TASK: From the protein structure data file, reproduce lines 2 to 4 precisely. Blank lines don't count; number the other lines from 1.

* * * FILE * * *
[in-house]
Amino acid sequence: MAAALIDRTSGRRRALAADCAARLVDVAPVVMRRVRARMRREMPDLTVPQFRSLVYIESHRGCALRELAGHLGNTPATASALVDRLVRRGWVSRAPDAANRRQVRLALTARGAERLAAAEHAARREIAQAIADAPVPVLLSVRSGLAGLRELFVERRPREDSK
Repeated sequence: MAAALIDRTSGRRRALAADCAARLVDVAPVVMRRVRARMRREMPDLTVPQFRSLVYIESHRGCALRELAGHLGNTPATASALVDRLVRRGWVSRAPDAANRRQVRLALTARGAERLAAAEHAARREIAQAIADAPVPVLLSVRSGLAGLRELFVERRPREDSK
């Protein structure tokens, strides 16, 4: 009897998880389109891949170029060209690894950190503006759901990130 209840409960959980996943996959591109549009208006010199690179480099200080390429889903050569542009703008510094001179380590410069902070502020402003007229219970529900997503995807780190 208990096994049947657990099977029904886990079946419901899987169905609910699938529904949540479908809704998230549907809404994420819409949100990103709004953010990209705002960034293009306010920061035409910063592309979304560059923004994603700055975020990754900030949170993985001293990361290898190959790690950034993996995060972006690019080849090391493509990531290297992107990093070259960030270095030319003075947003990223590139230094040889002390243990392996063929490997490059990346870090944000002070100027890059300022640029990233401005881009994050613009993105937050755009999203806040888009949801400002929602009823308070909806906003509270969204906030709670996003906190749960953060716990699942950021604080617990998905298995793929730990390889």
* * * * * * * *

Amino acid sequence: MAAALIDRTSGRRRALAADCAARLVDVAPVVMRRVRARMRREMPDLTVPQFRSLVYIESHRGCALRELAGHLGNTPATASALVDRLVRRGWVSRAPDAANRRQVRLALTARGAERLAAAEHAARREIAQAIADAPVPVLLSVRSGLAGLRELFVERRPREDSK
Repeated sequence: MAAALIDRTSGRRRALAADCAARLVDVAPVVMRRVRARMRREMPDLTVPQFRSLVYIESHRGCALRELAGHLGNTPATASALVDRLVRRGWVSRAPDAANRRQVRLALTARGAERLAAAEHAARREIAQAIADAPVPVLLSVRSGLAGLRELFVERRPREDSK
């Protein structure tokens, strides 16, 4: 009897998880389109891949170029060209690894950190503006759901990130 209840409960959980996943996959591109549009208006010199690179480099200080390429889903050569542009703008510094001179380590410069902070502020402003007229219970529900997503995807780190 208990096994049947657990099977029904886990079946419901899987169905609910699938529904949540479908809704998230549907809404994420819409949100990103709004953010990209705002960034293009306010920061035409910063592309979304560059923004994603700055975020990754900030949170993985001293990361290898190959790690950034993996995060972006690019080849090391493509990531290297992107990093070259960030270095030319003075947003990223590139230094040889002390243990392996063929490997490059990346870090944000002070100027890059300022640029990233401005881009994050613009993105937050755009999203806040888009949801400002929602009823308070909806906003509270969204906030709670996003906190749960953060716990699942950021604080617990998905298995793929730990390889």